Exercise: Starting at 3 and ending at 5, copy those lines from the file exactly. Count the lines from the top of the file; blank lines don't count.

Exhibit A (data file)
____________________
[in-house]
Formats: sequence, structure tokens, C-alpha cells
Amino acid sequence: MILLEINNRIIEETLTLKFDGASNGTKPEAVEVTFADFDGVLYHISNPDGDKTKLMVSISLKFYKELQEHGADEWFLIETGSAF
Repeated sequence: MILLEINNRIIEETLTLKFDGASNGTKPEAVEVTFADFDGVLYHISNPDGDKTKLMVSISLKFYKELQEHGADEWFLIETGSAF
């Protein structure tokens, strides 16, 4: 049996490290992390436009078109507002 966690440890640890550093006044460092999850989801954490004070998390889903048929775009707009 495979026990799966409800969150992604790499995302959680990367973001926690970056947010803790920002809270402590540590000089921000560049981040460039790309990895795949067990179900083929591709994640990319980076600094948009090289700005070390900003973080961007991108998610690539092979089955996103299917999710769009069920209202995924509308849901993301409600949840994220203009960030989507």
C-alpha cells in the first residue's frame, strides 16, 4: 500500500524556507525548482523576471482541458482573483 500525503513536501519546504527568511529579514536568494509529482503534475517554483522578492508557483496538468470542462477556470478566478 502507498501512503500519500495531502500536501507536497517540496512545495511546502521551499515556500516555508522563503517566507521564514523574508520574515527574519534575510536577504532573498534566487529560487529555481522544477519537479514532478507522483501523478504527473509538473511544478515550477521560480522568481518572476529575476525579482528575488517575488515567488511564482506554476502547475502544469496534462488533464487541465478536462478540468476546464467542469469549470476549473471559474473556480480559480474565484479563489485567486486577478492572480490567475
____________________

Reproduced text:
Amino acid sequence: MILLEINNRIIEETLTLKFDGASNGTKPEAVEVTFADFDGVLYHISNPDGDKTKLMVSISLKFYKELQEHGADEWFLIETGSAF
Repeated sequence: MILLEINNRIIEETLTLKFDGASNGTKPEAVEVTFADFDGVLYHISNPDGDKTKLMVSISLKFYKELQEHGADEWFLIETGSAF
């Protein structure tokens, strides 16, 4: 049996490290992390436009078109507002 966690440890640890550093006044460092999850989801954490004070998390889903048929775009707009 495979026990799966409800969150992604790499995302959680990367973001926690970056947010803790920002809270402590540590000089921000560049981040460039790309990895795949067990179900083929591709994640990319980076600094948009090289700005070390900003973080961007991108998610690539092979089955996103299917999710769009069920209202995924509308849901993301409600949840994220203009960030989507």